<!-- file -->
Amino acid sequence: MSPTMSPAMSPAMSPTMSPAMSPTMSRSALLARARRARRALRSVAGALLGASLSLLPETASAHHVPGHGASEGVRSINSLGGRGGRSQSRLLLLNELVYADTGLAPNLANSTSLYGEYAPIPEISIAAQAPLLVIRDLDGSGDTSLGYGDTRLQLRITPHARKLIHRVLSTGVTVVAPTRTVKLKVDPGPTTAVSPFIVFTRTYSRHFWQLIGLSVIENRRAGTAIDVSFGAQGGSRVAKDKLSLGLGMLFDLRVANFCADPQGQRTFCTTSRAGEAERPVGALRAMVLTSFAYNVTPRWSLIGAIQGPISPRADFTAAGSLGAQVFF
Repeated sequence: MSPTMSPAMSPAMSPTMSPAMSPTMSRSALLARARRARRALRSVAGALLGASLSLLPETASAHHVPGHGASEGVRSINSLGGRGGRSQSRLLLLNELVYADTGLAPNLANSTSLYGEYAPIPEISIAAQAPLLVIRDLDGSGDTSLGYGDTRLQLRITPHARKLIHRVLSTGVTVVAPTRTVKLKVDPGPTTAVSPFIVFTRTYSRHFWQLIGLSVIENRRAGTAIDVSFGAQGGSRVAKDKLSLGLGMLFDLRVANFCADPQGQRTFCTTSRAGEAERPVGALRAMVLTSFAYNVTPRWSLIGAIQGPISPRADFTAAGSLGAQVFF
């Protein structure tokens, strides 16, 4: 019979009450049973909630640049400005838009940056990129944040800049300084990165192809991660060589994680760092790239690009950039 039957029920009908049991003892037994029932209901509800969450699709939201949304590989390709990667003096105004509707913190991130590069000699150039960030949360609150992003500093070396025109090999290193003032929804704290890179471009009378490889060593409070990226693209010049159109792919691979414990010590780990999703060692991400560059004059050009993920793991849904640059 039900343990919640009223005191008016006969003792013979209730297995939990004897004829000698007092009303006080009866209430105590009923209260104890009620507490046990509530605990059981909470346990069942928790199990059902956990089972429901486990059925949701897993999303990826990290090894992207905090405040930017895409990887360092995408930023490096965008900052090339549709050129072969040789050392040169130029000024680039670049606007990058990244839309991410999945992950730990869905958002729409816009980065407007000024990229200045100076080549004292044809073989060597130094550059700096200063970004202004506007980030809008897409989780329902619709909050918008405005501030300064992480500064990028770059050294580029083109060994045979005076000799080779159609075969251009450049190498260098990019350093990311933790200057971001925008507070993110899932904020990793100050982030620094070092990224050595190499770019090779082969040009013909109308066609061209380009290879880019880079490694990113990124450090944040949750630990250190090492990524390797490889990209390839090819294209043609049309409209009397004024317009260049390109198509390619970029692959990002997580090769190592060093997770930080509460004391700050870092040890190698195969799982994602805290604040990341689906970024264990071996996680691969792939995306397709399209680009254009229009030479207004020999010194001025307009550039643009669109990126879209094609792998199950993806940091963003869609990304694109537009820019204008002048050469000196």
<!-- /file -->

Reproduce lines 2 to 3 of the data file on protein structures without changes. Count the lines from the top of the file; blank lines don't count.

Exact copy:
Repeated sequence: MSPTMSPAMSPAMSPTMSPAMSPTMSRSALLARARRARRALRSVAGALLGASLSLLPETASAHHVPGHGASEGVRSINSLGGRGGRSQSRLLLLNELVYADTGLAPNLANSTSLYGEYAPIPEISIAAQAPLLVIRDLDGSGDTSLGYGDTRLQLRITPHARKLIHRVLSTGVTVVAPTRTVKLKVDPGPTTAVSPFIVFTRTYSRHFWQLIGLSVIENRRAGTAIDVSFGAQGGSRVAKDKLSLGLGMLFDLRVANFCADPQGQRTFCTTSRAGEAERPVGALRAMVLTSFAYNVTPRWSLIGAIQGPISPRADFTAAGSLGAQVFF
């Protein structure tokens, strides 16, 4: 019979009450049973909630640049400005838009940056990129944040800049300084990165192809991660060589994680760092790239690009950039 039957029920009908049991003892037994029932209901509800969450699709939201949304590989390709990667003096105004509707913190991130590069000699150039960030949360609150992003500093070396025109090999290193003032929804704290890179471009009378490889060593409070990226693209010049159109792919691979414990010590780990999703060692991400560059004059050009993920793991849904640059 039900343990919640009223005191008016006969003792013979209730297995939990004897004829000698007092009303006080009866209430105590009923209260104890009620507490046990509530605990059981909470346990069942928790199990059902956990089972429901486990059925949701897993999303990826990290090894992207905090405040930017895409990887360092995408930023490096965008900052090339549709050129072969040789050392040169130029000024680039670049606007990058990244839309991410999945992950730990869905958002729409816009980065407007000024990229200045100076080549004292044809073989060597130094550059700096200063970004202004506007980030809008897409989780329902619709909050918008405005501030300064992480500064990028770059050294580029083109060994045979005076000799080779159609075969251009450049190498260098990019350093990311933790200057971001925008507070993110899932904020990793100050982030620094070092990224050595190499770019090779082969040009013909109308066609061209380009290879880019880079490694990113990124450090944040949750630990250190090492990524390797490889990209390839090819294209043609049309409209009397004024317009260049390109198509390619970029692959990002997580090769190592060093997770930080509460004391700050870092040890190698195969799982994602805290604040990341689906970024264990071996996680691969792939995306397709399209680009254009229009030479207004020999010194001025307009550039643009669109990126879209094609792998199950993806940091963003869609990304694109537009820019204008002048050469000196």